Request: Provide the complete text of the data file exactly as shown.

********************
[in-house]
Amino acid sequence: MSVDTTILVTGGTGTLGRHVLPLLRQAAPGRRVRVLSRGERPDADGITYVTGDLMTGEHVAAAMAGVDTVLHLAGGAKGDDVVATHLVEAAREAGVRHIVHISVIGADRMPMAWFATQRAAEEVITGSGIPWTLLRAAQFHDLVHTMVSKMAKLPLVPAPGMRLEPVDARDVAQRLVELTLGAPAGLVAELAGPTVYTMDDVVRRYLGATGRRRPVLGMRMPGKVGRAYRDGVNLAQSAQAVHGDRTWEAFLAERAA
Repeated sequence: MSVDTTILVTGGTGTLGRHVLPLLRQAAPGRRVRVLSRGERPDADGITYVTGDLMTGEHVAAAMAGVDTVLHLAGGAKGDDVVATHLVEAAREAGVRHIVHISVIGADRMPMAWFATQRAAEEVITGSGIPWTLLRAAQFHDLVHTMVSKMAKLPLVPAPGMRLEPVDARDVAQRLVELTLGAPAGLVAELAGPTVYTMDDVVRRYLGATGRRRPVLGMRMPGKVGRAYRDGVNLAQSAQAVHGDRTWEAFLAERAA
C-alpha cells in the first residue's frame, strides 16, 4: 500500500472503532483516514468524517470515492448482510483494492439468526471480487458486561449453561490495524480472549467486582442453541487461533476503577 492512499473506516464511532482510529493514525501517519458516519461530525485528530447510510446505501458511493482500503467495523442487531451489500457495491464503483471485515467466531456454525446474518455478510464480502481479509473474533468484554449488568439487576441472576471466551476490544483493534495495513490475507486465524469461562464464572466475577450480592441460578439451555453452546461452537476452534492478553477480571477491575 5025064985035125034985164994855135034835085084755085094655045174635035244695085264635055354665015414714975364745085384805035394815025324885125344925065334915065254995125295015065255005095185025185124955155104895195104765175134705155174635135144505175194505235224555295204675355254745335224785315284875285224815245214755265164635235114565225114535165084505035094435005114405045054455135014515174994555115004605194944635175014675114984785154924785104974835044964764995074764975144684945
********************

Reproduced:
[in-house]
Amino acid sequence: MSVDTTILVTGGTGTLGRHVLPLLRQAAPGRRVRVLSRGERPDADGITYVTGDLMTGEHVAAAMAGVDTVLHLAGGAKGDDVVATHLVEAAREAGVRHIVHISVIGADRMPMAWFATQRAAEEVITGSGIPWTLLRAAQFHDLVHTMVSKMAKLPLVPAPGMRLEPVDARDVAQRLVELTLGAPAGLVAELAGPTVYTMDDVVRRYLGATGRRRPVLGMRMPGKVGRAYRDGVNLAQSAQAVHGDRTWEAFLAERAA
Repeated sequence: MSVDTTILVTGGTGTLGRHVLPLLRQAAPGRRVRVLSRGERPDADGITYVTGDLMTGEHVAAAMAGVDTVLHLAGGAKGDDVVATHLVEAAREAGVRHIVHISVIGADRMPMAWFATQRAAEEVITGSGIPWTLLRAAQFHDLVHTMVSKMAKLPLVPAPGMRLEPVDARDVAQRLVELTLGAPAGLVAELAGPTVYTMDDVVRRYLGATGRRRPVLGMRMPGKVGRAYRDGVNLAQSAQAVHGDRTWEAFLAERAA
C-alpha cells in the first residue's frame, strides 16, 4: 500500500472503532483516514468524517470515492448482510483494492439468526471480487458486561449453561490495524480472549467486582442453541487461533476503577 492512499473506516464511532482510529493514525501517519458516519461530525485528530447510510446505501458511493482500503467495523442487531451489500457495491464503483471485515467466531456454525446474518455478510464480502481479509473474533468484554449488568439487576441472576471466551476490544483493534495495513490475507486465524469461562464464572466475577450480592441460578439451555453452546461452537476452534492478553477480571477491575 5025064985035125034985164994855135034835085084755085094655045174635035244695085264635055354665015414714975364745085384805035394815025324885125344925065334915065254995125295015065255005095185025185124955155104895195104765175134705155174635135144505175194505235224555295204675355254745335224785315284875285224815245214755265164635235114565225114535165084505035094435005114405045054455135014515174994555115004605194944635175014675114984785154924785104974835044964764995074764975144684945